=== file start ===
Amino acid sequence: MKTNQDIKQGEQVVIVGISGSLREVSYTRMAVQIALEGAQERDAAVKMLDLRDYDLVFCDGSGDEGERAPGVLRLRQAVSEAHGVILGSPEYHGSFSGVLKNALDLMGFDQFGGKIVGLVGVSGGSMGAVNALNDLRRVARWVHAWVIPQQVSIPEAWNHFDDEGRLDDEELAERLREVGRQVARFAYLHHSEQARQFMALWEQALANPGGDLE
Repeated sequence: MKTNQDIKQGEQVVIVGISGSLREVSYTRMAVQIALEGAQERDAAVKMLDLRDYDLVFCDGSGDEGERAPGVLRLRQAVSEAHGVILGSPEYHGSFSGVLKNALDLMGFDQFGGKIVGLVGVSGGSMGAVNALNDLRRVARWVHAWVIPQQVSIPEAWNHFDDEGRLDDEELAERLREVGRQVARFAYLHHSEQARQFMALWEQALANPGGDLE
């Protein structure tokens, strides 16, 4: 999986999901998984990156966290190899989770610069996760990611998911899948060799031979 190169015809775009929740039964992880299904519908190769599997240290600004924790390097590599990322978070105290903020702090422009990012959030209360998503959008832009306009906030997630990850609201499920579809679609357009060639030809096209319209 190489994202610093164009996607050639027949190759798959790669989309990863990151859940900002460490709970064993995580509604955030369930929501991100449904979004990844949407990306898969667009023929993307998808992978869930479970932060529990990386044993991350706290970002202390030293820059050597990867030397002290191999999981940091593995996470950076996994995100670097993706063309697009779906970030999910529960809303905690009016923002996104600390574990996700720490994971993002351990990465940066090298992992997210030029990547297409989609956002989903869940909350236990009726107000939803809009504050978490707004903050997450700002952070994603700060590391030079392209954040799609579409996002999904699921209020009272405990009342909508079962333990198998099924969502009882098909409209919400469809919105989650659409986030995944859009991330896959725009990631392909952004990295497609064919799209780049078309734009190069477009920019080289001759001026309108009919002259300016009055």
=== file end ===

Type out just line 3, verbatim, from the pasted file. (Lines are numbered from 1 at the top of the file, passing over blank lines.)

């Protein structure tokens, strides 16, 4: 999986999901998984990156966290190899989770610069996760990611998911899948060799031979 190169015809775009929740039964992880299904519908190769599997240290600004924790390097590599990322978070105290903020702090422009990012959030209360998503959008832009306009906030997630990850609201499920579809679609357009060639030809096209319209 190489994202610093164009996607050639027949190759798959790669989309990863990151859940900002460490709970064993995580509604955030369930929501991100449904979004990844949407990306898969667009023929993307998808992978869930479970932060529990990386044993991350706290970002202390030293820059050597990867030397002290191999999981940091593995996470950076996994995100670097993706063309697009779906970030999910529960809303905690009016923002996104600390574990996700720490994971993002351990990465940066090298992992997210030029990547297409989609956002989903869940909350236990009726107000939803809009504050978490707004903050997450700002952070994603700060590391030079392209954040799609579409996002999904699921209020009272405990009342909508079962333990198998099924969502009882098909409209919400469809919105989650659409986030995944859009991330896959725009990631392909952004990295497609064919799209780049078309734009190069477009920019080289001759001026309108009919002259300016009055």